Incorporating Cybersecurity Into Emergency Preparedness Programs


As society’s dependence on technology intensifies, the shadow of cyber threats grows larger and more sinister. Cyber attacks are no longer a matter of "if" but "when," and their sophistication, frequency, and impact are escalating at an alarming rate. From crippling ransomware incidents to data breaches, governments and critical infrastructure owners are increasingly becoming the target of cyber attacks that have debilitating effects on security, economic stability, public health and safety, or any combination thereof. Notable incidents such as the Colonial pipeline cyberattack, which caused widespread fuel shortages, and the surge of ransomware attacks paralyzing city governments across the nation, stand as stark reminders of our vulnerabilities.

Emergency management agencies, which have long been responsible for managing the response to natural and man-made disasters, must now adapt to address cyber threats. These incidents, while not caused by physical damage, have profoundly real impacts on the safety of our communities and are potentially catastrophic. It is imperative that agencies develop cyber readiness strategies that enhance resilience against these emerging digital risks.

Gaps in Cyber Readiness

Despite the escalating cyber threats ourcommunities face, a gap exists between the current state of preparedness and a community readiness level to withstand and recover from cyber incidents.

This difficulty is highlighted in recent government reports which reveal a worrying trend. According to FEMA's 2022 National Preparedness Report, the majority of communities identified cyberattacks as oneof their top concerns.[1] 70% ofthese communities acknowledged that a cyberattack would severely challenge their capabilities, and 62% recognized it as their most stressing threat or hazard type, marking it as the most frequently identified and most concerning threat of the year. Further underscoring this concern, the 2021 National Preparedness Report observed consistent trends over several years (2013–2017) showing that communities consistently report lower capabilities in cybersecurity.[2]

This indicates a persistent gap in cyber preparedness. While there is an increasing awareness of the risks posed by cyber threats, many governments remain under-prepared to effectively address them. Let’s explore the reasons why this gap exists and strategies to enhance the cyber preparedness of government agencies.


Challenges Addressing CyberReadiness Gaps

There are significant hurdles in the path of achieving comprehensive cyber readiness. Here are three reoccurring challenges that make it difficult for emergency management entities to address cybersecurity issues and improve their preparedness:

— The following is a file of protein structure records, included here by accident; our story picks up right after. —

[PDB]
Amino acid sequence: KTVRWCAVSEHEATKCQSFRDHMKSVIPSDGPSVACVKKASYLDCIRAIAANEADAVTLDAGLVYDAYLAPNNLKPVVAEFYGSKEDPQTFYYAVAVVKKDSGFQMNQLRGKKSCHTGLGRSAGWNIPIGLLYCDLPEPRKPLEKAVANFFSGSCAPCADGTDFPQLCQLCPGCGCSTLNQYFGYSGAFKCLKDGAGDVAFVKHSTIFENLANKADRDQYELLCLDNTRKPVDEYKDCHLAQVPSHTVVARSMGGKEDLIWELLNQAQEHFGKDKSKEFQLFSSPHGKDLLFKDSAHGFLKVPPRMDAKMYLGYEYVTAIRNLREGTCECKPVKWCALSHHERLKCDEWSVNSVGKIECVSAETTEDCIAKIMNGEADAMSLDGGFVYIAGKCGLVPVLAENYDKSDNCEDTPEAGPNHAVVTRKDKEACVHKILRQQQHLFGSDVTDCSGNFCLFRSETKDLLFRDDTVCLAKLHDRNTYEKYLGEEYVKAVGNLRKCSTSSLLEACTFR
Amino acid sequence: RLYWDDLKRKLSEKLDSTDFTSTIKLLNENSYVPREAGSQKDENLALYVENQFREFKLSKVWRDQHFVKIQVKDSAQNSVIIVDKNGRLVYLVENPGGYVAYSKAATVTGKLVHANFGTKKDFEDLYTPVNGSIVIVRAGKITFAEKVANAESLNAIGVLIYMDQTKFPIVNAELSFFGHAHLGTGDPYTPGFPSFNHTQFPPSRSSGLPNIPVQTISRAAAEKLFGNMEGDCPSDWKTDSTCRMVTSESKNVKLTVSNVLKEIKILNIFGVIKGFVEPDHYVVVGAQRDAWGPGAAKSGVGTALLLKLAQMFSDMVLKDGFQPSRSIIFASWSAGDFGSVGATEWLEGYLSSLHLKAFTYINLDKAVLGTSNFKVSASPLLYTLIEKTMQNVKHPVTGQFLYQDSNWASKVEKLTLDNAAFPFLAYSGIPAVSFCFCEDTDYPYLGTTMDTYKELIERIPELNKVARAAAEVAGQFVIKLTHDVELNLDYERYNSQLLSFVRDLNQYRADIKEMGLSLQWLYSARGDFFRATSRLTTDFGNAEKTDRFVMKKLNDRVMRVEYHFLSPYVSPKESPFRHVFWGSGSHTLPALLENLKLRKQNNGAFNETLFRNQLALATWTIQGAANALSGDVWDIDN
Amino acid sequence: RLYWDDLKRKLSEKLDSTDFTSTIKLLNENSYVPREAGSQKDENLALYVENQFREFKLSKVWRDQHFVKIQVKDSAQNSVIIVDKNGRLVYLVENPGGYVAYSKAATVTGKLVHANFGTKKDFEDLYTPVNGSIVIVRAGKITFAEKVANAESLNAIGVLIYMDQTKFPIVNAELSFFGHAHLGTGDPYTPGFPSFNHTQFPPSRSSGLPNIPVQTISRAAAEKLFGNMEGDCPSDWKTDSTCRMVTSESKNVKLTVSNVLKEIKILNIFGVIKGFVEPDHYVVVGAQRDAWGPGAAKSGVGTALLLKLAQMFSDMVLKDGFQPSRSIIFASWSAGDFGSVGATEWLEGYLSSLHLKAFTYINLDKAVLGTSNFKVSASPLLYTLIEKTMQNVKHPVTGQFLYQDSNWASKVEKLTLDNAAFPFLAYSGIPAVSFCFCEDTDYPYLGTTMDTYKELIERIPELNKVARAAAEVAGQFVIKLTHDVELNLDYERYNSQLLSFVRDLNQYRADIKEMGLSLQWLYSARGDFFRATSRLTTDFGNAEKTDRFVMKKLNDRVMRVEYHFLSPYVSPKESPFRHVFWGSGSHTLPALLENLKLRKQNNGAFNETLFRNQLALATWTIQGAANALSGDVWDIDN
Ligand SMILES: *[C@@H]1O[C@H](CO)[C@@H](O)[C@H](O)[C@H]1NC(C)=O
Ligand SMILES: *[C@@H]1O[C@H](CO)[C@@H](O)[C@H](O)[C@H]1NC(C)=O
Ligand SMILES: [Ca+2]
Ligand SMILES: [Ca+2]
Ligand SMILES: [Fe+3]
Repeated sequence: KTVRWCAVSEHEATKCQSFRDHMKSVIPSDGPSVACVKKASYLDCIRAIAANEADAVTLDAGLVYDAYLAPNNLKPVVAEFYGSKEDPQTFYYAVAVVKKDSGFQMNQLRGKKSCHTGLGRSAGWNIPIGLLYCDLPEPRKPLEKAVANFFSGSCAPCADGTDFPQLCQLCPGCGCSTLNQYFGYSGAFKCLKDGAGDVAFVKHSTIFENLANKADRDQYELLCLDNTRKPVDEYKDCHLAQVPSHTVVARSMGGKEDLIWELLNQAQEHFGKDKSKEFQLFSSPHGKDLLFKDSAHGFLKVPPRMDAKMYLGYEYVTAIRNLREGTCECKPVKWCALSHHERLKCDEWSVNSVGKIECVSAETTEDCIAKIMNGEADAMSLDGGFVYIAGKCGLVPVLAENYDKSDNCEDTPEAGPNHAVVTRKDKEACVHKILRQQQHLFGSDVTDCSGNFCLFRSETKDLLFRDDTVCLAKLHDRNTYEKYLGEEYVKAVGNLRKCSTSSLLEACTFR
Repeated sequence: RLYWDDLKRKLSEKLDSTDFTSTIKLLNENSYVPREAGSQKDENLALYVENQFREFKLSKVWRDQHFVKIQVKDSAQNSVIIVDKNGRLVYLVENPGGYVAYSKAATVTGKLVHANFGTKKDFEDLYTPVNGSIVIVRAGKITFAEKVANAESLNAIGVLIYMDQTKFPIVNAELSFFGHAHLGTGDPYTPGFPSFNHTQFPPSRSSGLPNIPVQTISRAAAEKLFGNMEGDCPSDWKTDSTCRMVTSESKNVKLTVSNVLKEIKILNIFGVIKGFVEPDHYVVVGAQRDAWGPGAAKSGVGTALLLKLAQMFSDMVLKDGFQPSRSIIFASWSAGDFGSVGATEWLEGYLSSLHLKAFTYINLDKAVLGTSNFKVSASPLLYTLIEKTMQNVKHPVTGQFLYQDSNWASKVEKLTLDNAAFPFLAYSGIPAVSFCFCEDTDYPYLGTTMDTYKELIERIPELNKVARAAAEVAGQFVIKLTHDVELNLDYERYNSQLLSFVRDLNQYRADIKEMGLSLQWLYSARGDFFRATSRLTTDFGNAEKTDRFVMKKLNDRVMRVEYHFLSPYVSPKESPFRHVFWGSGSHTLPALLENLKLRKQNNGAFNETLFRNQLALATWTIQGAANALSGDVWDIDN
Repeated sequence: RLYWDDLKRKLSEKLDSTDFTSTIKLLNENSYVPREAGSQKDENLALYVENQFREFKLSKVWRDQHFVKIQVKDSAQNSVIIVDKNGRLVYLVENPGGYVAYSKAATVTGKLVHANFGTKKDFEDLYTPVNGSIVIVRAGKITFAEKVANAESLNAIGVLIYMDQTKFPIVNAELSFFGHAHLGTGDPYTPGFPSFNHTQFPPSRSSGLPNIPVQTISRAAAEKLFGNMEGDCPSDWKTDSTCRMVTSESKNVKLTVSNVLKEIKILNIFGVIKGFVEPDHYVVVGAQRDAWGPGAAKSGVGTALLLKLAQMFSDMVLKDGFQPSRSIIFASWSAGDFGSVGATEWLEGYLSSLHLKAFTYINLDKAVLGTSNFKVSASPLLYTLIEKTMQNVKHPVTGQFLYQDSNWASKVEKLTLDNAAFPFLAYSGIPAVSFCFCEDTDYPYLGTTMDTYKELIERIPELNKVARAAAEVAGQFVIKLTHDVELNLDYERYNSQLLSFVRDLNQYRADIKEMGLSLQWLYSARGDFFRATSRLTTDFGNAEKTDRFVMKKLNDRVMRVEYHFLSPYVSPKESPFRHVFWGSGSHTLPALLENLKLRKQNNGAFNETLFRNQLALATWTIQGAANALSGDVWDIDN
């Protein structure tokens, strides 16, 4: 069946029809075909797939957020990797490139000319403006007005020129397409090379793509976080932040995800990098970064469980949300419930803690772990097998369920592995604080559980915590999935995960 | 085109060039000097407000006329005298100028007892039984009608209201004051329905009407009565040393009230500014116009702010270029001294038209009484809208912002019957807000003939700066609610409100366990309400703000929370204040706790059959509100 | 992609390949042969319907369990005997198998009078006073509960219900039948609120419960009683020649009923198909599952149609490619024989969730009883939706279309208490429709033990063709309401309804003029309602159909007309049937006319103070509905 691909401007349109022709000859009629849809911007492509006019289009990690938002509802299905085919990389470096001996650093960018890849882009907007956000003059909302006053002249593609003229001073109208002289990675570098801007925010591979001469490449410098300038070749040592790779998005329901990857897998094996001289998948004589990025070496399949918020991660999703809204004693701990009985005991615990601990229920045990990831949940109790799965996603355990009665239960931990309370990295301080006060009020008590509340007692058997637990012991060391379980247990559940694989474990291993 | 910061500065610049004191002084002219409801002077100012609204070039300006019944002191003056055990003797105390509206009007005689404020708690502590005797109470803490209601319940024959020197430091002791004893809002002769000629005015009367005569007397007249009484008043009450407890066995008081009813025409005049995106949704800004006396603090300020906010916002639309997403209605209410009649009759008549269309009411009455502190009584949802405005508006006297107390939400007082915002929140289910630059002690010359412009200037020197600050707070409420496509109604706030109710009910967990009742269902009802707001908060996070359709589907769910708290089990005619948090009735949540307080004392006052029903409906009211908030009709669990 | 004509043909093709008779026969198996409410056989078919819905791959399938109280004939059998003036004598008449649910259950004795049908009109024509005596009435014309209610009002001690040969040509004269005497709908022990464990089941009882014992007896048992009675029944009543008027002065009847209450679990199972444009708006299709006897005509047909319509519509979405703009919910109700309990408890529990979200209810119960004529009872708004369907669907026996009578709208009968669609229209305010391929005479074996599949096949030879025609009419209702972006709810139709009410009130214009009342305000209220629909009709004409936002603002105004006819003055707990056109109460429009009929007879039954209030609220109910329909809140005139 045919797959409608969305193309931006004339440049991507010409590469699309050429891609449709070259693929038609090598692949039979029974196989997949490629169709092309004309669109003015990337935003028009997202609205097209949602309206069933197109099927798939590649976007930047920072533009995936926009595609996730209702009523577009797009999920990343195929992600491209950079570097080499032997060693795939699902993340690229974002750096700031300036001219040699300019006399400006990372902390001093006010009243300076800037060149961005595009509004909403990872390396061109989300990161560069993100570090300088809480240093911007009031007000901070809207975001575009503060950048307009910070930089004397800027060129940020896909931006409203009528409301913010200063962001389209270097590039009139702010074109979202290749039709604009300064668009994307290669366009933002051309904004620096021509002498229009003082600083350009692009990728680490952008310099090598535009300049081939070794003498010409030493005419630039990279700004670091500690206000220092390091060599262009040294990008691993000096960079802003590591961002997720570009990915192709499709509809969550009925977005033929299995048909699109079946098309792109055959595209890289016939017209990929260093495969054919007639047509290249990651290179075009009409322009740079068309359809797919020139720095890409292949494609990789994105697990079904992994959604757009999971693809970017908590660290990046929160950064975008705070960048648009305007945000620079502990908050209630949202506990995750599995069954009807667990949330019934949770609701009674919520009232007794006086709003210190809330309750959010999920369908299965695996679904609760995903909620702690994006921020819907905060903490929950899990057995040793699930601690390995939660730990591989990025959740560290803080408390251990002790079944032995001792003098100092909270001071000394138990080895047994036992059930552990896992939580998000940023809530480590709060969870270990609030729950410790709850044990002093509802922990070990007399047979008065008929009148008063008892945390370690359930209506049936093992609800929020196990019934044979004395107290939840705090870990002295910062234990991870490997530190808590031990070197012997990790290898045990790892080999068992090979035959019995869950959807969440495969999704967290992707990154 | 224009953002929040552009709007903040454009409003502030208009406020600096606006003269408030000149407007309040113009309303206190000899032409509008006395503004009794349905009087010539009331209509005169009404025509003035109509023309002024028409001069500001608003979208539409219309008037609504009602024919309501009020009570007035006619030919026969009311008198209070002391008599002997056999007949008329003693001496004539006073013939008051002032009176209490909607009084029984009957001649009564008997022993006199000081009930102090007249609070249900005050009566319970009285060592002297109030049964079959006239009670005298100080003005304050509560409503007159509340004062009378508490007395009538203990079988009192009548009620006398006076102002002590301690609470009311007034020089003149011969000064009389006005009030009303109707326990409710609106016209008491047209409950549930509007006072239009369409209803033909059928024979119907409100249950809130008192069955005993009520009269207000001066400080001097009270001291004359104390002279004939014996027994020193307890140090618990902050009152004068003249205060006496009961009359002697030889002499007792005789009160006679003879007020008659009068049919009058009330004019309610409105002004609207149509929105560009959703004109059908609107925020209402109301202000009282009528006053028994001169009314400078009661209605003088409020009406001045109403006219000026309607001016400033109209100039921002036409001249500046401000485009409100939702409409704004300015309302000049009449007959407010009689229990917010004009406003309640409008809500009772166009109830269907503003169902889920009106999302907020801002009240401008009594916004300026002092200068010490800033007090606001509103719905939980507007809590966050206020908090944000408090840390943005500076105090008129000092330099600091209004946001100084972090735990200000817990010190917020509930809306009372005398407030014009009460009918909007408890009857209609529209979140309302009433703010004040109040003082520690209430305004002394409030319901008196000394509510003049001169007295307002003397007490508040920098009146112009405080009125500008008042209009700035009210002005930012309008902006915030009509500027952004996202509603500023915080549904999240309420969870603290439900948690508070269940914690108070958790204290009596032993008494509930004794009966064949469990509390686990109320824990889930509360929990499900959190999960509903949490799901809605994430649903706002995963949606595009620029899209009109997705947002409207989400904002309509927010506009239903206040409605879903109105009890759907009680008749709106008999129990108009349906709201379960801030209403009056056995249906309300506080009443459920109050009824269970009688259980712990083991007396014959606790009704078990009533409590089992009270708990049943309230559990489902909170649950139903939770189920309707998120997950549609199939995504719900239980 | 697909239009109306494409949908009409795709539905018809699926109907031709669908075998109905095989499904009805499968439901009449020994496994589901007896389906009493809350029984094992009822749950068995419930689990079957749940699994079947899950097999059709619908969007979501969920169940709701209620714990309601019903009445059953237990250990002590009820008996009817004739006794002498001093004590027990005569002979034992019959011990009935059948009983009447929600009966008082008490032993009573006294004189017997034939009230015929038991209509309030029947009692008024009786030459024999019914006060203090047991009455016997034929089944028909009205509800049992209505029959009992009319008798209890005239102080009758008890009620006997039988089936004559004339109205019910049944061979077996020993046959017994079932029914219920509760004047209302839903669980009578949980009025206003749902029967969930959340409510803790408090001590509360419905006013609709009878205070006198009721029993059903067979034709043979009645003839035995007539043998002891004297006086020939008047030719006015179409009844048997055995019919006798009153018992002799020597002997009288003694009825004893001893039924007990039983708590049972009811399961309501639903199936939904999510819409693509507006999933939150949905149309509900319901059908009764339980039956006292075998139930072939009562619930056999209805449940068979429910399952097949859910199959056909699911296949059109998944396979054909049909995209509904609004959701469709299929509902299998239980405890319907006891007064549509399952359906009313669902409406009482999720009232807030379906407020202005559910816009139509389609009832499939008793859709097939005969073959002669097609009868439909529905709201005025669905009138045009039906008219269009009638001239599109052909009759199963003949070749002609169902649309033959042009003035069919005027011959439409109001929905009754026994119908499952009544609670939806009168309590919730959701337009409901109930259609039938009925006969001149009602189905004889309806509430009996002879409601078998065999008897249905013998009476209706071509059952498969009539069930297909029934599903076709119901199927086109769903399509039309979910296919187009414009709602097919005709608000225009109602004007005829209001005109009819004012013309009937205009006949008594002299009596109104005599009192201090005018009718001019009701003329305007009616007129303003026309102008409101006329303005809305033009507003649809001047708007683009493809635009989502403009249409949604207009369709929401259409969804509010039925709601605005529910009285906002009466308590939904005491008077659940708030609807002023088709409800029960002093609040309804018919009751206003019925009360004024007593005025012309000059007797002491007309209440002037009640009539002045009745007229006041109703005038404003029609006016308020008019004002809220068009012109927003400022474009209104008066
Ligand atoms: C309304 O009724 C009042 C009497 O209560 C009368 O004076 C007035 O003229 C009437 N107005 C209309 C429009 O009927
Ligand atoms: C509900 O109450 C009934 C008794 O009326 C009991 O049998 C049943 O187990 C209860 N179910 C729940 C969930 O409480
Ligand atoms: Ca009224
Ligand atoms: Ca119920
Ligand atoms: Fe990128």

Challenge 1: Cyber threats are not well understood

Unlike traditional disasters, cyber threats can vary greatly in their nature and impact. One incident might target data integrity, while another aims to disrupt operations. The sheer variety of potential cyberattacks—from phishing scams to large-scale ransomware attacks—makes it difficult for agencies to prepare for every possible scenario. Moreover, the impact of these incidents can range from minor inconveniences to catastrophic failures of critical infrastructure, adding to the complexity of preparedness and response.

Challenge 2: Cyber Readiness requires a deep understanding of a community’s digital landscape

Effective cyber readiness means recognizing the interdependencies between various infrastructure systems a community relies on. For emergency management agencies, this means not only recognizing their own digital assets but also understanding the interconnectedness of community systems. The interdependencies between various infrastructures, such as power grids, transportation networks, and communication systems, mean that a cyberattack on one can have cascading effects on others. Identifying and protecting these interconnected assets is a challenging endeavor, requiring a comprehensive approach that takes into account the multiple layers of potential impact and cascading effects.

Challenge 3: Complexity of the subject makes is a hurdle for non-technical professionals

Many emergency management professionals are skilled in handling traditional disasters but may lack the specific cyber knowledge required to understand and manage cyber incidents. A lack of understanding about how cyber attacks occur and their unique response and recovery challenges can make it difficult to understand what actions to take to meaningfully improve preparedness. There's also a need to communicate these risks and response strategies in a way that is accessible to all stakeholders, including non-technical staff and the wider community.

Strategies to Improve Cyber Readiness